Geneva (dpa) – According to scientific studies, the dramatic loss of biodiversity is an unprecedented threat to people’s health and food security. For this reason, a global framework agreement to protect biological diversity will be adopted this year.
Final negotiations on the agreement under the umbrella of the UN Convention on Biological Diversity (CBD), to be adopted in Kunming, China later this year, will start in Geneva on Monday.
Fear of new pandemics
A far-reaching agreement is also needed to protect the world from future pandemics, said the head of the CBD Secretariat, Elizabeth Maruma Mrema. “People are getting closer to wild animals, wildlife is rebelling against them,” she told the German Press Agency. “The species cannot wait, we either move forward or prepare for a new pandemic.”
In addition to species diversity, biodiversity also includes genetic diversity within species and a diversity of habitats. According to Mrema, each year 700,000 million dollars (a good 640,000 million euros) are needed for protection measures. If the approximately 500 billion dollars that, according to them, flow into subsidies that today harm biodiversity, were reallocated, much would have been achieved.
“This year, the course for the future of humanity must be set in Kunming,” said Ralf Sonntag of the dpa’s World Future Council, a German environmental organization. “Putting 30 percent of the seas and 30 percent of the land under effective protection by 2030 is the only way to at least partially offset the loss of species. The result is as important for future life on earth as the Paris climate agreement.” It is controversial, for example, what exactly “effective protection” means and to what extent such protected areas can continue to be used commercially.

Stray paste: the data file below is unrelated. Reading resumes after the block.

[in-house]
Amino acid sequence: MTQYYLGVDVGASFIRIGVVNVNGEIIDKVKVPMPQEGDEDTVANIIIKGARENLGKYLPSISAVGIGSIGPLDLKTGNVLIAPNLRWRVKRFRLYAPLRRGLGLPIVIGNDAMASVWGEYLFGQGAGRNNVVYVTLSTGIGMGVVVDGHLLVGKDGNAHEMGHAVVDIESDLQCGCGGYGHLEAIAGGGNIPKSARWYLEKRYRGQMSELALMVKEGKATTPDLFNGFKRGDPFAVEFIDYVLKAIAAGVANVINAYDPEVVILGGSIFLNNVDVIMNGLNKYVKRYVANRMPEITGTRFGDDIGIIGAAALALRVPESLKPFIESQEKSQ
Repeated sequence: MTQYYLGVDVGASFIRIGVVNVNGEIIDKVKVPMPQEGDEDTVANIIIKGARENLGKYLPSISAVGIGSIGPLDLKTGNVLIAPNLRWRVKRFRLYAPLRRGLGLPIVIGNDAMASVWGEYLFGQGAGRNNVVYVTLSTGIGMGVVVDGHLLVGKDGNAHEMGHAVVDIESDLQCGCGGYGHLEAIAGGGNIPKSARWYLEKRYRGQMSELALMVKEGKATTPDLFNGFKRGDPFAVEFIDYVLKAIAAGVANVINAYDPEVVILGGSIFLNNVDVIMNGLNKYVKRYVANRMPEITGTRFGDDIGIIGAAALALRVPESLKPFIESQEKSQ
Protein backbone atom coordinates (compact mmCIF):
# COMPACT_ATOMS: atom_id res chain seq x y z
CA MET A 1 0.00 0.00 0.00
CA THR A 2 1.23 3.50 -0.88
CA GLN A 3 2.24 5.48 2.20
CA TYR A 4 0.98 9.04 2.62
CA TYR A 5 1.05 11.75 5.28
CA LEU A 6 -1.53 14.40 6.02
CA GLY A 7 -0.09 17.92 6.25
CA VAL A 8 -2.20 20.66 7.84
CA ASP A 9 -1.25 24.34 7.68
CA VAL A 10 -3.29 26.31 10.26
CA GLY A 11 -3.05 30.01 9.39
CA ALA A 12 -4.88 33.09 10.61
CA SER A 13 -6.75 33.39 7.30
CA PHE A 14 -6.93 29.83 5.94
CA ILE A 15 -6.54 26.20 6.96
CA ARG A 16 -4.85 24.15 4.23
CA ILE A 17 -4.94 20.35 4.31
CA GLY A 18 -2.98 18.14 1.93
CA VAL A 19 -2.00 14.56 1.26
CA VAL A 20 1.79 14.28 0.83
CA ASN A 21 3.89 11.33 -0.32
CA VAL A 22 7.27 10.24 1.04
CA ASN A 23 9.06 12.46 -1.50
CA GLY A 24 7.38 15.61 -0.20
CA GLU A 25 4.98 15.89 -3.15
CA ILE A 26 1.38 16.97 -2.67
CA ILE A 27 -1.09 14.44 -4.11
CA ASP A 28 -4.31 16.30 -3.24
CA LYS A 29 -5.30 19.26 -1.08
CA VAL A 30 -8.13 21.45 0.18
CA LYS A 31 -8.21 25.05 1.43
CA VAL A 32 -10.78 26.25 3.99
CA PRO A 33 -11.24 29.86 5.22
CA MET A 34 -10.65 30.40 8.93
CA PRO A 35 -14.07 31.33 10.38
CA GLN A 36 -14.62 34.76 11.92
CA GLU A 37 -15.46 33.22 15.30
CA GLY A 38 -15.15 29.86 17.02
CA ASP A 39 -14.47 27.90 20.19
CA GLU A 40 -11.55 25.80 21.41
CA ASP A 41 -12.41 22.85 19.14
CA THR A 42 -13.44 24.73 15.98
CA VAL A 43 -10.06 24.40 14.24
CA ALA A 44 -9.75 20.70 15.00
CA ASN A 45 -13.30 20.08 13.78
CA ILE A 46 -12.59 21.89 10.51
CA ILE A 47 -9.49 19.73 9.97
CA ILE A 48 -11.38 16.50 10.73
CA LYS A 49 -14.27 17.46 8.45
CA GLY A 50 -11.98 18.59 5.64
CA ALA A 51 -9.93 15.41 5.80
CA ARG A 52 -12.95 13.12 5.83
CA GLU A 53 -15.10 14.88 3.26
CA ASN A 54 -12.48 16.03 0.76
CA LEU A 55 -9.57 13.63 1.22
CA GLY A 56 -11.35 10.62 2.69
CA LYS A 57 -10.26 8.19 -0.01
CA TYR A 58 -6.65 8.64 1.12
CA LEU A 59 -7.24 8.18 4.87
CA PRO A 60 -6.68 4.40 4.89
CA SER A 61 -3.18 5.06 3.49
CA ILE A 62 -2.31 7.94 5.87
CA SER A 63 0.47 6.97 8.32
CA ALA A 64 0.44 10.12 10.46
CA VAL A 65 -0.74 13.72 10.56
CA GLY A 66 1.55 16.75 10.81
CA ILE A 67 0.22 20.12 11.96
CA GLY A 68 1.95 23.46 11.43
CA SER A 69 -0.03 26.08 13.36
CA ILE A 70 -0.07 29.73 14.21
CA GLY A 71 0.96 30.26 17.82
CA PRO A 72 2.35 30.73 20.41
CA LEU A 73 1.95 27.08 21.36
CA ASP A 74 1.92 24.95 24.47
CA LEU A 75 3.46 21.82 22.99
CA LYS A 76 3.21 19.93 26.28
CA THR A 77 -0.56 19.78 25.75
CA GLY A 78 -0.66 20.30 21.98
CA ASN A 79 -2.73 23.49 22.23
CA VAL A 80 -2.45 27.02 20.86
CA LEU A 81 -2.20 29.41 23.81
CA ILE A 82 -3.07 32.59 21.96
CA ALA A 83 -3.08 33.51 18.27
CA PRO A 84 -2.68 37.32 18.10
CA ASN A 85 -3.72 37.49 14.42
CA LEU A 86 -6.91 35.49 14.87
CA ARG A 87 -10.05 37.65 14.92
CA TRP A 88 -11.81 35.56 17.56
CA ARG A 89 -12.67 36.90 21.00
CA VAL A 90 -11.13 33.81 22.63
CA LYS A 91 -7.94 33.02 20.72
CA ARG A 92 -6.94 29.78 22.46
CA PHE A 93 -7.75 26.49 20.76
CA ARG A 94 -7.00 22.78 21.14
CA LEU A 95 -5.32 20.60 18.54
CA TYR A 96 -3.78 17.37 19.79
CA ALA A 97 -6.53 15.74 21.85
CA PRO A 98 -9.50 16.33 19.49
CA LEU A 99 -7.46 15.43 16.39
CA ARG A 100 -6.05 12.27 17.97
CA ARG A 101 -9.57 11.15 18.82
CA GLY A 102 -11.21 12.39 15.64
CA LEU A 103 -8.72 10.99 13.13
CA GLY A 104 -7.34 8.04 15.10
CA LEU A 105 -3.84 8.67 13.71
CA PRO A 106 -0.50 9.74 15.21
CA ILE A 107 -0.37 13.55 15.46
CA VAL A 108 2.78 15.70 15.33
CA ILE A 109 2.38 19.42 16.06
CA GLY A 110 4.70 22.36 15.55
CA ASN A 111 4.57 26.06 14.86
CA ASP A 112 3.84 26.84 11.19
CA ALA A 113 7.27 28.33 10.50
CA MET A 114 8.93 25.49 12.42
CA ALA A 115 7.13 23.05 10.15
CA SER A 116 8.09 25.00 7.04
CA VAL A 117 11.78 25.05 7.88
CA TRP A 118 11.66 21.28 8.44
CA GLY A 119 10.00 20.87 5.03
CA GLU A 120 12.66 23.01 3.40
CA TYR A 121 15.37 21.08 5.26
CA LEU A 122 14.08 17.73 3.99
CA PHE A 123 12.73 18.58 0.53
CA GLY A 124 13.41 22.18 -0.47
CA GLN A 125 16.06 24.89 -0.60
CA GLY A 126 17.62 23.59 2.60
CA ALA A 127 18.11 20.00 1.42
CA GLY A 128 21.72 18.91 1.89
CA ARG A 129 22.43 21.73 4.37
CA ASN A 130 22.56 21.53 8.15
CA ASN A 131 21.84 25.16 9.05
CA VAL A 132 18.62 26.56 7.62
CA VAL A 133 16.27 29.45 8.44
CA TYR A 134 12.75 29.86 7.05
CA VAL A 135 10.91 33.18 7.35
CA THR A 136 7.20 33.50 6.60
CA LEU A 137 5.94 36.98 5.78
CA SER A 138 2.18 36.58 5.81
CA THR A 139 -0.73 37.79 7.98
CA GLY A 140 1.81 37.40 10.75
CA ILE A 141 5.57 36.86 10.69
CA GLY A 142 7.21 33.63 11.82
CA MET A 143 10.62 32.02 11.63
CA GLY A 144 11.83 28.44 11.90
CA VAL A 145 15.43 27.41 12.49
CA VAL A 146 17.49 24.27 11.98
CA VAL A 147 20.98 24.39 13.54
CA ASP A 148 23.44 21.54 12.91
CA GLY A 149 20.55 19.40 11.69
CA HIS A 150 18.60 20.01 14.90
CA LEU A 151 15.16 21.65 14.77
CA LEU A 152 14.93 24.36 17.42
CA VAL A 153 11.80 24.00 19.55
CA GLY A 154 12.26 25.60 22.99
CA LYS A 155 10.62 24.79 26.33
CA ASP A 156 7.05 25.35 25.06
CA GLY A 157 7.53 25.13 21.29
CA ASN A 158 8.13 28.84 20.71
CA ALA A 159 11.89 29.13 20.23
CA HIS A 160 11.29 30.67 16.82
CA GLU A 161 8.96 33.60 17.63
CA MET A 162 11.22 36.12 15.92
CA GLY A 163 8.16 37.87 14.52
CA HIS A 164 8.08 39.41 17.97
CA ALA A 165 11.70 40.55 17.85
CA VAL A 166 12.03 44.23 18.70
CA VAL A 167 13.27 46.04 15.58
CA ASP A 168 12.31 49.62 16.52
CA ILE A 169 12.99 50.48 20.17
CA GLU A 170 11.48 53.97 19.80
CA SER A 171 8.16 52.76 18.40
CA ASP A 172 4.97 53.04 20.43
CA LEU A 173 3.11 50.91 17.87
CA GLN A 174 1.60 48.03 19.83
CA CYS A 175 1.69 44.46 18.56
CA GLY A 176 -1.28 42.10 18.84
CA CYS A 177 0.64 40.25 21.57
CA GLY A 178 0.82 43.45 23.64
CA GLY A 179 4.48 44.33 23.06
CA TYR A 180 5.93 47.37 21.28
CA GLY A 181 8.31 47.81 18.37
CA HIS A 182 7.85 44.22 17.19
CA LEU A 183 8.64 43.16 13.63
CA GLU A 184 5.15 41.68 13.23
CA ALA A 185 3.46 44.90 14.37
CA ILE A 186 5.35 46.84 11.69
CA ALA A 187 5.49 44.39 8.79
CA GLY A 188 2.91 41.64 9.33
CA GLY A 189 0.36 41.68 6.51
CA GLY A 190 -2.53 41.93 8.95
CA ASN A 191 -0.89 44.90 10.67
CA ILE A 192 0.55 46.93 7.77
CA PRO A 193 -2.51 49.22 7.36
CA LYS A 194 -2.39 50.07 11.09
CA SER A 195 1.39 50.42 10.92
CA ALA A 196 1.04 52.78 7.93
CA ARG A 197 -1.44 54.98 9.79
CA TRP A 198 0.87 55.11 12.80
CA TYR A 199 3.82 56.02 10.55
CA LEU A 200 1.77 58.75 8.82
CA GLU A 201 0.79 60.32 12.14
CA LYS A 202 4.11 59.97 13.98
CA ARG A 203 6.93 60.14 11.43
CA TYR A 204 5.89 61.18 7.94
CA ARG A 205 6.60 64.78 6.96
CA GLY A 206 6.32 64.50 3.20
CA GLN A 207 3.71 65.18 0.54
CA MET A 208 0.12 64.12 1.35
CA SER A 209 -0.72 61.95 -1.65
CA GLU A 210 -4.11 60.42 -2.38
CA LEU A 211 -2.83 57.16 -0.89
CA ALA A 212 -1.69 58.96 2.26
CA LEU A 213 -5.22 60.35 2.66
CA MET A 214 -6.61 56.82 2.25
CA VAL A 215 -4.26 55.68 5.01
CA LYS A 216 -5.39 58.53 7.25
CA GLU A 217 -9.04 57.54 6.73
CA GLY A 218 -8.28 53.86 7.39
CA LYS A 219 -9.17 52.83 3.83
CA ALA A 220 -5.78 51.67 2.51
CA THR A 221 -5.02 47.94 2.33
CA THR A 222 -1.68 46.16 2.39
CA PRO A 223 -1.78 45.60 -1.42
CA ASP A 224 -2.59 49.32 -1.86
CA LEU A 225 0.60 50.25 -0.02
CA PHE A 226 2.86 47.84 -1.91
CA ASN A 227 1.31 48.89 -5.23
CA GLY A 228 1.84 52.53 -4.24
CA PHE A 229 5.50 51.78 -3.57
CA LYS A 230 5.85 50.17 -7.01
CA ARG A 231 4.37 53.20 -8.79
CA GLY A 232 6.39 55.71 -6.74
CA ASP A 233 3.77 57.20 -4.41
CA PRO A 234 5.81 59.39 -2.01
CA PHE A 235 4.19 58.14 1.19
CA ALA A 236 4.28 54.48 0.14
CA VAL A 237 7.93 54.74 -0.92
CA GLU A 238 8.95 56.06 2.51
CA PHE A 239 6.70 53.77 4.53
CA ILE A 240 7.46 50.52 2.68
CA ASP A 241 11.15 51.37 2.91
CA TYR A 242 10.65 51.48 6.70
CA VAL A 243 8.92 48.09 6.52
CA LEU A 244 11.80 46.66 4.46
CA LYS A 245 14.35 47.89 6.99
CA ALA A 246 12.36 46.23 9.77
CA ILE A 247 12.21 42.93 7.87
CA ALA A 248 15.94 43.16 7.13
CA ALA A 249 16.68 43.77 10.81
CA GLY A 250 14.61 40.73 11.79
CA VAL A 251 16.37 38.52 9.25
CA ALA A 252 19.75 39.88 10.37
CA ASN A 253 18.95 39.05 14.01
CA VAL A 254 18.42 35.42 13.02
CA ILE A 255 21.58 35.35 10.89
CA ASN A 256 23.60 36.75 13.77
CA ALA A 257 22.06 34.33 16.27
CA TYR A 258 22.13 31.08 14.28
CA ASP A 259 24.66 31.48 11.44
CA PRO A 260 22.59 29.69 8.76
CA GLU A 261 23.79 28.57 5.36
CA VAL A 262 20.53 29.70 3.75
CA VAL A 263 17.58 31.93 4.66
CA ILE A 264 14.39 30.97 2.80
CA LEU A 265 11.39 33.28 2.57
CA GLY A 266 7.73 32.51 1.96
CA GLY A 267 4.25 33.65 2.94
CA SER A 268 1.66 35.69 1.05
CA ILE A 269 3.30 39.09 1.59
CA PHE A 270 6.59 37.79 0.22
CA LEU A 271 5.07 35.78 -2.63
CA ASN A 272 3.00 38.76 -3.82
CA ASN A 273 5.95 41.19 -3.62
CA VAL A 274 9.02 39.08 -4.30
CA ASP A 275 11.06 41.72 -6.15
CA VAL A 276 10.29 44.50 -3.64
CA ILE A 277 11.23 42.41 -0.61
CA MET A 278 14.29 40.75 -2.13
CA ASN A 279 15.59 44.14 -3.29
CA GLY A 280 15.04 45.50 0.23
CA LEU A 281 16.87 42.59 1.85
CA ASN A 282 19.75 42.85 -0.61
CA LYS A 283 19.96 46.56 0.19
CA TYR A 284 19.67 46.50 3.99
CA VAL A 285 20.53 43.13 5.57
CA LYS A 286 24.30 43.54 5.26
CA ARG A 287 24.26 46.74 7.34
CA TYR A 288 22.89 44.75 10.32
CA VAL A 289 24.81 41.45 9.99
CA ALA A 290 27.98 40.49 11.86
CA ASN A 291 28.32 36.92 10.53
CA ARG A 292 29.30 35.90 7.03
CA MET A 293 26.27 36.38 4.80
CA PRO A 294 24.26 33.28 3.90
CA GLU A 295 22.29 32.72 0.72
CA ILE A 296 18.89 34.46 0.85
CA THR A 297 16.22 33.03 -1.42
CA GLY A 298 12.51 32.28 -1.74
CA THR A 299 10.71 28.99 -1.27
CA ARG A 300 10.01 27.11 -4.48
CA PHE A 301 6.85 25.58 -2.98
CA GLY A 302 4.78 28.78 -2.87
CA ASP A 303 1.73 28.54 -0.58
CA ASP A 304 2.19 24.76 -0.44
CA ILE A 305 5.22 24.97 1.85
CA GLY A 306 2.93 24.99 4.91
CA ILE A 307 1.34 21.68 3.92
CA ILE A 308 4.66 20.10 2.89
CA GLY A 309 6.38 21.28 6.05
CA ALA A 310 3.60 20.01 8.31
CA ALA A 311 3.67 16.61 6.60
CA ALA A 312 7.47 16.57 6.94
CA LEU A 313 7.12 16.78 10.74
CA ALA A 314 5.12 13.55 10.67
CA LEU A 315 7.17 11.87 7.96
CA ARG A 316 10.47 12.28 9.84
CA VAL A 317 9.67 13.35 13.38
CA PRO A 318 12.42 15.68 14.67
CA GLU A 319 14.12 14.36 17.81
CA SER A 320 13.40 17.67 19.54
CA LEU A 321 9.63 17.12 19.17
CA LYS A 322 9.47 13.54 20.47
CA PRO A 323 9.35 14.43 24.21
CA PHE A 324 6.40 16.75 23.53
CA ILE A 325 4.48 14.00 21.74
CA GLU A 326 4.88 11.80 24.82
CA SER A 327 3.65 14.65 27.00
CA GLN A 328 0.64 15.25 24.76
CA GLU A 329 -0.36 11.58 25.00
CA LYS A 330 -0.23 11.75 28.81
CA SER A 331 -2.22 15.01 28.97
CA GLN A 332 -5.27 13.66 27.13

The World Biodiversity Council IPBES emphasizes that humans cannot survive without nature. 75 percent of food crops, including fruits and vegetables and crops such as coffee, cocoa and almonds, depend on animal pollination. One million species of animals and plants, more than twelve percent of all species, are threatened with extinction, some within a few decades. Species extinction is now at least ten to a hundred times more severe than the average of the last ten million years. Between 1970 and 2016, observed populations of vertebrate species fell by 68%, according to the Living Planet Index from the WWF environmental foundation and other organizations.
More than 1,000 representatives of the 196 contracting states of the CBD are negotiating in Geneva. In 2010 in Aichi, Japan, targets had already been set to combat biodiversity loss by 2020, but none were fully achieved globally.